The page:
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The ParSplice code implements the Parallel Trajectory Splicing algorithm described in [1]. This method is part of the Accelerated Molecular Dynamics family of 
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techniques developed in Los Alamos National Laboratory over the last 16 years. These methods aim at generating high-quality trajectories of ensembles of atoms in materials. 
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ParSplice uses multiple independent replicas of the system in order to parallelize the generation of such trajectories in the time domain, enabling 
simulations of systems of modest size over very long timescales. ParSplice includes capabilities to store configurations of the system, to generate and 
distribute tasks across a large number of processors, and to harvest the results of these tasks to generate long trajectories. ParSplice is a management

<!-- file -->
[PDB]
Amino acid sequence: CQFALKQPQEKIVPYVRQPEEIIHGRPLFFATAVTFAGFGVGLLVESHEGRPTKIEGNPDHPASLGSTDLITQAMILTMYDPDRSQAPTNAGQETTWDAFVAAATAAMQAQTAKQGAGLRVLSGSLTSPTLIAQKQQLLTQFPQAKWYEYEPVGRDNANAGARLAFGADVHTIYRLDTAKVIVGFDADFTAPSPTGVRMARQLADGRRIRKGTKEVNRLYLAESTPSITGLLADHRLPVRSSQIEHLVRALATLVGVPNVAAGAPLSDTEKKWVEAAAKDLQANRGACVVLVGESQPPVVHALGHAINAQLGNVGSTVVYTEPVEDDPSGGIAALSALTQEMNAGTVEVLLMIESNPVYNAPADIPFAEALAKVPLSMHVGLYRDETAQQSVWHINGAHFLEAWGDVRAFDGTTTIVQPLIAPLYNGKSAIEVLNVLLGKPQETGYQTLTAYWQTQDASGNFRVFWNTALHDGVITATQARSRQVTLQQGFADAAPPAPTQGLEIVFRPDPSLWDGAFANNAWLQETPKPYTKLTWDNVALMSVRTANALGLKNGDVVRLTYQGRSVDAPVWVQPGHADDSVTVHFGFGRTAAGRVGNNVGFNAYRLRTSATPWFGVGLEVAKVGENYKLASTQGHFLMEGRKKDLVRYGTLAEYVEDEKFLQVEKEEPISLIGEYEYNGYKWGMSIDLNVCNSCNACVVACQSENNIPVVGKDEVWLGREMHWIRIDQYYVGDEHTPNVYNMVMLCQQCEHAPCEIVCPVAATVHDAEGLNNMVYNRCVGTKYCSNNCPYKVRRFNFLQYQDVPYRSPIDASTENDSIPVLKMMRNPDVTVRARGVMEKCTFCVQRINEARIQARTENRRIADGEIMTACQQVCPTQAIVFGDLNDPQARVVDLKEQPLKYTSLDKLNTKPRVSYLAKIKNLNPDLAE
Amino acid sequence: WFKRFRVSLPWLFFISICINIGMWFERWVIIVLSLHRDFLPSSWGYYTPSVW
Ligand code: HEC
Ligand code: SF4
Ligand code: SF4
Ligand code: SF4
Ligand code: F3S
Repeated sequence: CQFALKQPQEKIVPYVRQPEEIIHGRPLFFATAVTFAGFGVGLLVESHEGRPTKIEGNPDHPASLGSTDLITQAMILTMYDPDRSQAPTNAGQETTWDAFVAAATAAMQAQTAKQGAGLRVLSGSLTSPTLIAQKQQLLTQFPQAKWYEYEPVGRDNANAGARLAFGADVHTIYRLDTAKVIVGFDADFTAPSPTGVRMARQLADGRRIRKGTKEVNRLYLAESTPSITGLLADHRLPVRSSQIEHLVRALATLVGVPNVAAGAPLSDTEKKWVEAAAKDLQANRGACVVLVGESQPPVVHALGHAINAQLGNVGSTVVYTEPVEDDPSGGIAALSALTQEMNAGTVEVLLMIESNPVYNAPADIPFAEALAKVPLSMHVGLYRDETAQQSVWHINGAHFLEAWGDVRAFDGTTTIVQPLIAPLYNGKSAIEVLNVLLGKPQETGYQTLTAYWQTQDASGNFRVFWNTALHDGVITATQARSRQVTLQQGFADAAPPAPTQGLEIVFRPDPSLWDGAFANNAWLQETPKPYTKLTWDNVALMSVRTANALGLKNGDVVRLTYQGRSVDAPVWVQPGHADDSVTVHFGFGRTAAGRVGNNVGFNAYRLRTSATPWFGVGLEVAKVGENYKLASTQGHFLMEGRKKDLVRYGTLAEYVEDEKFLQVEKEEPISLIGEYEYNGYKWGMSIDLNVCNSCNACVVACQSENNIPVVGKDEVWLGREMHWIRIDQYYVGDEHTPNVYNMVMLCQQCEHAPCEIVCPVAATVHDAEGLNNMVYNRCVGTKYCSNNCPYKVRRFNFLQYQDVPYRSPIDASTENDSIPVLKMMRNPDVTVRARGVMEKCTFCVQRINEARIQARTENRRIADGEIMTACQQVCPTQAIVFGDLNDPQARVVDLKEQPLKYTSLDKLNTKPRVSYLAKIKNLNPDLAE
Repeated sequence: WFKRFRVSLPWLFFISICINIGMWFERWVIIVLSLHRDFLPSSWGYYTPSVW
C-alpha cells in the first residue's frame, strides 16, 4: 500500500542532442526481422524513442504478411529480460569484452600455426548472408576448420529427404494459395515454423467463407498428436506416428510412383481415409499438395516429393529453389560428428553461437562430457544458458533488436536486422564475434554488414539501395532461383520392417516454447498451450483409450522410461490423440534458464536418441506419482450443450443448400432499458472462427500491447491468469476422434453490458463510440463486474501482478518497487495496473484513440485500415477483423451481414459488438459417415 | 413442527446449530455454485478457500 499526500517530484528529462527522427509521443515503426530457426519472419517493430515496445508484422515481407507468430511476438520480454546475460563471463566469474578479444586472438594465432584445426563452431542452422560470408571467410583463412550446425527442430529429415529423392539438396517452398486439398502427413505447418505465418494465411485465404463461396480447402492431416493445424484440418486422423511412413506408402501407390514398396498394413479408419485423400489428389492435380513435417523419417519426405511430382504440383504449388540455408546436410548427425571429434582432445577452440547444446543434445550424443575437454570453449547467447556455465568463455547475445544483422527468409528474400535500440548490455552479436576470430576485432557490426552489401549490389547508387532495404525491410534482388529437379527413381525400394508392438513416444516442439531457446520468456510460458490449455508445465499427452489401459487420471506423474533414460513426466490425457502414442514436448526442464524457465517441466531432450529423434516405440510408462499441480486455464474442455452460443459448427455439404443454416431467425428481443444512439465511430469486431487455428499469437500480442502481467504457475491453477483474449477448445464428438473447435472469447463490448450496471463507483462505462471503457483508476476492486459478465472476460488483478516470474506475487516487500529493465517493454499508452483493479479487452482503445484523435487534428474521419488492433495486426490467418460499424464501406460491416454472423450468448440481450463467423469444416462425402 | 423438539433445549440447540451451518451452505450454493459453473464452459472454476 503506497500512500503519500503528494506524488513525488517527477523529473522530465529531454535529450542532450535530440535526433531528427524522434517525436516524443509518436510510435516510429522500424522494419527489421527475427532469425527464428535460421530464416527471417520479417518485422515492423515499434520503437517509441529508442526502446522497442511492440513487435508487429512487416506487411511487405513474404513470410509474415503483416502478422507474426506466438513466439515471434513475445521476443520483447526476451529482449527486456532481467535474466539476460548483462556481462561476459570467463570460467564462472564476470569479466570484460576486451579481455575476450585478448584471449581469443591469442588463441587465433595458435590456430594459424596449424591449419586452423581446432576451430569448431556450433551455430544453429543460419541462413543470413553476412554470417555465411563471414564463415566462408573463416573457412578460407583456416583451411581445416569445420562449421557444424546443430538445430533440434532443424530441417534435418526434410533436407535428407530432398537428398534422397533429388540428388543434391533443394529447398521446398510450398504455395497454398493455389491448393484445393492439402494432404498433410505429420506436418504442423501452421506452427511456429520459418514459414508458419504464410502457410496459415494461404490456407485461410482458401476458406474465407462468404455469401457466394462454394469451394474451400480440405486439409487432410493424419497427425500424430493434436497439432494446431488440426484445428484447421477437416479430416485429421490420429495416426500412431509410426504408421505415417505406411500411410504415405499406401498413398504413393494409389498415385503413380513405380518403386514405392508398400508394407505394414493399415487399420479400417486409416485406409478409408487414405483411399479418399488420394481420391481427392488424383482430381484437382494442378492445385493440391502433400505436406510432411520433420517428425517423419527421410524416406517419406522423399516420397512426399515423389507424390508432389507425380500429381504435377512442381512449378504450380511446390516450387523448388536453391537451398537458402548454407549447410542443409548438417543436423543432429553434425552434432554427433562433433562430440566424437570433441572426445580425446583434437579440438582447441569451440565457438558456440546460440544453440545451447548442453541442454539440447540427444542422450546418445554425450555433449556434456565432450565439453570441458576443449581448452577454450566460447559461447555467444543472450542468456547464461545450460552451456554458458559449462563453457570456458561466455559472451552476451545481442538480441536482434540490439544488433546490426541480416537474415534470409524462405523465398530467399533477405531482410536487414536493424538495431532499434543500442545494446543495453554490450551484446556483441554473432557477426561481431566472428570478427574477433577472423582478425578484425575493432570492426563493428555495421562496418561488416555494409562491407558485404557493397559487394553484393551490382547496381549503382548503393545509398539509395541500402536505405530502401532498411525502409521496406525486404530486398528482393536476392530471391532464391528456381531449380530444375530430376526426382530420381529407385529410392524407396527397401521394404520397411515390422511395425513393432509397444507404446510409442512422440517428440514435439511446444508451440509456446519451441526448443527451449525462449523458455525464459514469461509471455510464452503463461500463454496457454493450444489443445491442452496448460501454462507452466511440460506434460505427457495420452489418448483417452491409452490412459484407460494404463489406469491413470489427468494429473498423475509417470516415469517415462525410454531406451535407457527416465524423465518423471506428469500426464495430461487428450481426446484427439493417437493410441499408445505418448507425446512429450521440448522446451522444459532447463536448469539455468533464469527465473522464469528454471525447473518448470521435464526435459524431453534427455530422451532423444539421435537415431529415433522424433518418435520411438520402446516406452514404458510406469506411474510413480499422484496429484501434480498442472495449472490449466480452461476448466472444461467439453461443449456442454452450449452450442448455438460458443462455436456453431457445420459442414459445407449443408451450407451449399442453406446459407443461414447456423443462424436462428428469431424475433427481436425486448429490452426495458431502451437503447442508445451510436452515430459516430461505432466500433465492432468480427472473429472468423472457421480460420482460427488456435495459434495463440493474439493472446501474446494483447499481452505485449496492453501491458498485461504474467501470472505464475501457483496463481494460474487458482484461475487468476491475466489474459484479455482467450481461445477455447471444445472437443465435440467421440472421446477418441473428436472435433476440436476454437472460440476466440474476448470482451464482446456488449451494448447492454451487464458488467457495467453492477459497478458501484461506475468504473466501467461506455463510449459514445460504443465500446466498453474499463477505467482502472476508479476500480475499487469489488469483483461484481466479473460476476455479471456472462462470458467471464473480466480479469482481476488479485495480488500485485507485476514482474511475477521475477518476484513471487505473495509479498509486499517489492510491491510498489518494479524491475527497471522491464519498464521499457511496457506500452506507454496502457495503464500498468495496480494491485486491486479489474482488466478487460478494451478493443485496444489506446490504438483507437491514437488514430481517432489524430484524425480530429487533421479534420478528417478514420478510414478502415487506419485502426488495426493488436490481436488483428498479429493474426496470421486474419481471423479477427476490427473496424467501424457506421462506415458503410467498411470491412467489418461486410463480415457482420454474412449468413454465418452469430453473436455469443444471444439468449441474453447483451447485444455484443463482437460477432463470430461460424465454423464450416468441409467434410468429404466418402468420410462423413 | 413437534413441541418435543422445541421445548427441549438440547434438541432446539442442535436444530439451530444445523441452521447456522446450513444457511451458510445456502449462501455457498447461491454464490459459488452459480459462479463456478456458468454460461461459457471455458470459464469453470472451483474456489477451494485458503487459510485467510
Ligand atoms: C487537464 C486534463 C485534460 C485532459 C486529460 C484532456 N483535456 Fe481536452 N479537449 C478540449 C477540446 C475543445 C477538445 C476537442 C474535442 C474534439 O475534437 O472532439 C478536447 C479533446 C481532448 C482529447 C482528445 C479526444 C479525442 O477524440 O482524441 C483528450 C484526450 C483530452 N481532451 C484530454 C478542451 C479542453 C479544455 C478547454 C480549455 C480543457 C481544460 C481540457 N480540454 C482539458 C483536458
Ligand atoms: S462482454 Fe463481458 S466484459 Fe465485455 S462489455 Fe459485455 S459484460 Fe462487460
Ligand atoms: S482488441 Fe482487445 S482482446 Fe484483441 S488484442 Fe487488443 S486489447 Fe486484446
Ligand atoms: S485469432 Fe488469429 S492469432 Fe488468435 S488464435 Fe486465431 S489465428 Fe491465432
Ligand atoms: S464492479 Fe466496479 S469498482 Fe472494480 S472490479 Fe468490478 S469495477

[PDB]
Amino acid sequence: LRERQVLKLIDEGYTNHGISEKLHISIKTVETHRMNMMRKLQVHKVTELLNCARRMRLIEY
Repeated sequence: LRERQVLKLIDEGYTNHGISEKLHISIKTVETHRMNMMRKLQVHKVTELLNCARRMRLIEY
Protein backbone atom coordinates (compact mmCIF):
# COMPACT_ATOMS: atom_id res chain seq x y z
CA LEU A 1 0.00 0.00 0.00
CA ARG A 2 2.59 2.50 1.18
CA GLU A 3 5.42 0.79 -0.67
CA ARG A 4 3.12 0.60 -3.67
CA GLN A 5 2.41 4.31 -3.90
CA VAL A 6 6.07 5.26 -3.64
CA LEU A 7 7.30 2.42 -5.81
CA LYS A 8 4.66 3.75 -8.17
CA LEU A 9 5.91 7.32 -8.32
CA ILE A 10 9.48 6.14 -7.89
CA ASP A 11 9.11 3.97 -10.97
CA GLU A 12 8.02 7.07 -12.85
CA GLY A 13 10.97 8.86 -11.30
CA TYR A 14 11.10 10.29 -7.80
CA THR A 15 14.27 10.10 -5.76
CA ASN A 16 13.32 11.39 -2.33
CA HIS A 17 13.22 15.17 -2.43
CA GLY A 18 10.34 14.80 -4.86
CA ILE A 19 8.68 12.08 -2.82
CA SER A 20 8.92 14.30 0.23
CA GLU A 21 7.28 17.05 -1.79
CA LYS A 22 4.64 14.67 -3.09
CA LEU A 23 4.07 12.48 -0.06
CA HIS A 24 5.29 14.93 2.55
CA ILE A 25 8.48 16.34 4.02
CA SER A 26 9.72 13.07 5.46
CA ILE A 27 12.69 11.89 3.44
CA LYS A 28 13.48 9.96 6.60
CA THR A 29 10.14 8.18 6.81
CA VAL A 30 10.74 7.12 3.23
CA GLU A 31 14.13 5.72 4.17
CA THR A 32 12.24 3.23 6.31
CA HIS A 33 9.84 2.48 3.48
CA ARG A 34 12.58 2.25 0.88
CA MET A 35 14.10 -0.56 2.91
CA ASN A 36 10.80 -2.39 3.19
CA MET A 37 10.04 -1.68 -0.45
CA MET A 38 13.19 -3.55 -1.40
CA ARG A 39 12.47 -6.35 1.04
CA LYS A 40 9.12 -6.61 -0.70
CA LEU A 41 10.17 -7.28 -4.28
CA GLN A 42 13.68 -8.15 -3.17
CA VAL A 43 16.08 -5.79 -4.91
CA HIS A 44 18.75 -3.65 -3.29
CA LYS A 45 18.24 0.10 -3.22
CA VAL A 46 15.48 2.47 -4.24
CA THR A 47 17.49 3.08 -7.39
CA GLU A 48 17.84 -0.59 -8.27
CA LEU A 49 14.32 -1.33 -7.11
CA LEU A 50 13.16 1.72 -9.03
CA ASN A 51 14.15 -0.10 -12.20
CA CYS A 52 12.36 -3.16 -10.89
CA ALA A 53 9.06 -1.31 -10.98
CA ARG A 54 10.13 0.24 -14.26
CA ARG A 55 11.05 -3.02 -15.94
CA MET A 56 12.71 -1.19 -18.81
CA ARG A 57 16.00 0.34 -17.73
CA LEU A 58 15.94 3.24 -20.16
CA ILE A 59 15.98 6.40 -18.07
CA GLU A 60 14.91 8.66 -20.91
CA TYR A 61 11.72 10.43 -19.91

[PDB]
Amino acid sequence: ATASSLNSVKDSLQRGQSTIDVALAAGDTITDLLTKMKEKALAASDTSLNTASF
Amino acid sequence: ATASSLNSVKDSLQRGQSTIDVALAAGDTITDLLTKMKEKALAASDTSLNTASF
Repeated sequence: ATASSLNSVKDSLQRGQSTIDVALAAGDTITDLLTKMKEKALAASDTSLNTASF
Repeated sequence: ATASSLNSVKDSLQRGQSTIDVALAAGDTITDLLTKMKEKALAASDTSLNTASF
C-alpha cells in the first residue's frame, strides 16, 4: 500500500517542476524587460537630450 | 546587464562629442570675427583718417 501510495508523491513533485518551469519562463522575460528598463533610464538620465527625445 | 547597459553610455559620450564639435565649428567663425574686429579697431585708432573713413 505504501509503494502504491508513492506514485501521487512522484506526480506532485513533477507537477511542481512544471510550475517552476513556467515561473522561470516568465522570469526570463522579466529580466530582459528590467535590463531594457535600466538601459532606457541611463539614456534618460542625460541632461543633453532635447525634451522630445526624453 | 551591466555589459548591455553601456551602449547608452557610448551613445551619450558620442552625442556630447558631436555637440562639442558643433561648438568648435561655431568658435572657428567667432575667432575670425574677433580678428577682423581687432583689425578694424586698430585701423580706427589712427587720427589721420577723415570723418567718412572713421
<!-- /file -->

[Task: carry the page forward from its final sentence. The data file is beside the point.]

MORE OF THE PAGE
layer that orchestrate large number of calculations, but it does not perform the actual molecular dynamics itself; this is done by external molecular dynamics 
engines.

This is a reference implementation of ParSplice that is not recommended for use in production. ParSplice is now under heavy development as part of the EXAALT 
project. Production quality EXAALT releases are expected to be available from Q4 2017. 


[1] Danny Perez, Ekin D Cubuk, Amos Waterland, Efthimios Kaxiras, Arthur F Voter, Long-time dynamics through parallel trajectory splicing, Journal of chemical theory and computation 12, 18 (2015)